Title: NMR And Isotopic Fingerprinting For Food Characterisation
Authors: MORENO ROJAS JOSE'ALONSO SALCES ROSAHOLLAND MARGARETRENIERO FABIANOGUILLOU CLAUDESERRA FRANCESCASEGEBARTH NICOLAS
Publication Year: 2007
JRC N°: JRC36915
ISBN: 978-92-79-05309-2
Other Identifiers: EUR 22724 EN
OPOCE LB-NA-22724-EN-C
URI: http://publications.jrc.ec.europa.eu/repository/handle/JRC36915
Type: EUR - Scientific and Technical Research Reports
Abstract: Numerous analytical methods have been developed during the past decades and have proven to be extremely efficient, for instance, in the case of single, high purity compounds for the measurements of concentration and/or structure elucidation. However, real-world applications often require the characterization of complex mixtures containing tens to thousands of compounds, such as biofluids, food matrices, industrial products, etc. The complete characterisation of such mixtures would be tedious, not to say impossible in the case of mixtures containing hundreds of compounds, and certainly unfeasible for monitoring purposes. In fact, one can concentrate on one or a few molecules which entail the non-negligible issue of the choice of the molecules of interest, and therefore require an a priori knowledge. Nevertheless this approach usually requires molecular separation and purification, which is time, money and human resource consuming. In contrast the Nuclear Magnetic Resonance (NMR) fingerprinting aims at establishing a holistic approach: the mixture is submitted to the NMR experiment as a whole. A simple quantification of the major compounds, which are characterised by one or several signals in the NMR spectrum, can be performed. This type of analysis is particularly attractive for several reasons: it is non-destructive, non selective and cost effective; requires little or no sample pre-treatment; uses small amounts of organic solvents or reagents; and typically takes only a few minutes per sample. The spectra of complex mixtures show hundreds of signals, coming from numerous molecules. This and the overlap of signal make it difficult to extract information, either visually or by simple processing of the data. The most effective way to analyse these holistic profiles is by using chemometric tools which enable the visualisation of the data in a reduced dimension and the classification of the samples into established classes based on inherent patterns in a set of spectral measurements. Moreover, these techniques also allow to trace the NMR spectral variables responsible of this classification, and thus, identify molecular markers of interest. Isotopic measurements such as Isotopic Ratio Mass Spectroscopy (IRMS) or Site-specific Natural Isotopic Fractionation (SNIF-NMR) provide few variables, but these contain unique information on geographical origin and metabolic or production pathways. Thus, isotopic measurements provide complementary data to NMR fingerprinting.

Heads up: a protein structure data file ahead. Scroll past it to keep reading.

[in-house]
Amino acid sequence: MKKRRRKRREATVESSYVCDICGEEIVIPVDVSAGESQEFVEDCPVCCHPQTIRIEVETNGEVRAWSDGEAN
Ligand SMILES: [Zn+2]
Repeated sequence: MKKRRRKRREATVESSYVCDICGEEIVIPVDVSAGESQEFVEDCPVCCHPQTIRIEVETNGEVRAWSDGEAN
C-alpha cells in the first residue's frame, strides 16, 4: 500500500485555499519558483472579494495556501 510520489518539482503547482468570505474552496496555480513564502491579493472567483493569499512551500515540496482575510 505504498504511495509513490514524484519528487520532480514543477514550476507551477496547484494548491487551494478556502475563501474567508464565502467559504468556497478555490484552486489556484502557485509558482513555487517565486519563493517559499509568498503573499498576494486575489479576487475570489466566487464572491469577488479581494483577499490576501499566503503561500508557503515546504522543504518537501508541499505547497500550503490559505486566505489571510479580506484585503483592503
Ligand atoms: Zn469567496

JRC Institute:Institute for Health and Consumer Protection



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